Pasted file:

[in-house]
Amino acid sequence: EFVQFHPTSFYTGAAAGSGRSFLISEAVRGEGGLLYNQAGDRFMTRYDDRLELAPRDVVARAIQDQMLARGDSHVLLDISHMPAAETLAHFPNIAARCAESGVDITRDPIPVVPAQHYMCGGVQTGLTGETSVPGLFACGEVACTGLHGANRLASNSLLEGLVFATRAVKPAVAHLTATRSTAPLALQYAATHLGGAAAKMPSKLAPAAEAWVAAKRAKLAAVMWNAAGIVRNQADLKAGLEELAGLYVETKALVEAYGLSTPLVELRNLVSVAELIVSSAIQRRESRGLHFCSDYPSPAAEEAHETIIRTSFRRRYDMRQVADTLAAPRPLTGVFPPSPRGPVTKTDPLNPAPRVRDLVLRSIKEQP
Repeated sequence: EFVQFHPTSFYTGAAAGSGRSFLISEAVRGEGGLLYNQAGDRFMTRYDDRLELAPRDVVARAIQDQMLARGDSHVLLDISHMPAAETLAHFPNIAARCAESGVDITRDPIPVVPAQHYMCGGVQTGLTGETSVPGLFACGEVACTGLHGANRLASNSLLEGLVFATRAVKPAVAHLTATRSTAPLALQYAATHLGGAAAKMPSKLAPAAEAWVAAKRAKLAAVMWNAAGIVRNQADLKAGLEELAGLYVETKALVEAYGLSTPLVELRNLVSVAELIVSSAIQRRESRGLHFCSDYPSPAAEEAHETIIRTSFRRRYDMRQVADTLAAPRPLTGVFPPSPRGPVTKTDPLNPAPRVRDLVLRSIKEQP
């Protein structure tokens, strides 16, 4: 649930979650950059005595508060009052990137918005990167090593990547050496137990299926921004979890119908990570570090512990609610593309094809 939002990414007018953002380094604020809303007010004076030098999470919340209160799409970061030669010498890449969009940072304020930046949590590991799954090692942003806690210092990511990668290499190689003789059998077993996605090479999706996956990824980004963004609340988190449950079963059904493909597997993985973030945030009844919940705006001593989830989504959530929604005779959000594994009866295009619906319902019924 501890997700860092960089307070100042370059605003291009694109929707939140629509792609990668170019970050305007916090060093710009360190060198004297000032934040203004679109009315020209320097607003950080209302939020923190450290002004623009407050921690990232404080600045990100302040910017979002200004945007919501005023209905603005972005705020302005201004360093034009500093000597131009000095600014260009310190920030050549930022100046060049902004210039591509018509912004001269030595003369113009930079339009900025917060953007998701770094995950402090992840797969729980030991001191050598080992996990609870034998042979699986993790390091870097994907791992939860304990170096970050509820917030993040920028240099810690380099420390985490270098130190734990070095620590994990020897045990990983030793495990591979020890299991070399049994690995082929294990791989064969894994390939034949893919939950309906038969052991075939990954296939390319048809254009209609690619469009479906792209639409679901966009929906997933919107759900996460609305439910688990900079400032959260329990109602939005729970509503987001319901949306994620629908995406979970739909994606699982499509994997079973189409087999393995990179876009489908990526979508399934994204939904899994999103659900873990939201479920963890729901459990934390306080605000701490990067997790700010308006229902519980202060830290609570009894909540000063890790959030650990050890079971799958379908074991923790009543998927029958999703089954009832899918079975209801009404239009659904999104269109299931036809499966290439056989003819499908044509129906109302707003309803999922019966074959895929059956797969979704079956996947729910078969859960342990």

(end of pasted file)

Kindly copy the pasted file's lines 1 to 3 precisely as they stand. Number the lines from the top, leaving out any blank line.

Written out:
[in-house]
Amino acid sequence: EFVQFHPTSFYTGAAAGSGRSFLISEAVRGEGGLLYNQAGDRFMTRYDDRLELAPRDVVARAIQDQMLARGDSHVLLDISHMPAAETLAHFPNIAARCAESGVDITRDPIPVVPAQHYMCGGVQTGLTGETSVPGLFACGEVACTGLHGANRLASNSLLEGLVFATRAVKPAVAHLTATRSTAPLALQYAATHLGGAAAKMPSKLAPAAEAWVAAKRAKLAAVMWNAAGIVRNQADLKAGLEELAGLYVETKALVEAYGLSTPLVELRNLVSVAELIVSSAIQRRESRGLHFCSDYPSPAAEEAHETIIRTSFRRRYDMRQVADTLAAPRPLTGVFPPSPRGPVTKTDPLNPAPRVRDLVLRSIKEQP
Repeated sequence: EFVQFHPTSFYTGAAAGSGRSFLISEAVRGEGGLLYNQAGDRFMTRYDDRLELAPRDVVARAIQDQMLARGDSHVLLDISHMPAAETLAHFPNIAARCAESGVDITRDPIPVVPAQHYMCGGVQTGLTGETSVPGLFACGEVACTGLHGANRLASNSLLEGLVFATRAVKPAVAHLTATRSTAPLALQYAATHLGGAAAKMPSKLAPAAEAWVAAKRAKLAAVMWNAAGIVRNQADLKAGLEELAGLYVETKALVEAYGLSTPLVELRNLVSVAELIVSSAIQRRESRGLHFCSDYPSPAAEEAHETIIRTSFRRRYDMRQVADTLAAPRPLTGVFPPSPRGPVTKTDPLNPAPRVRDLVLRSIKEQP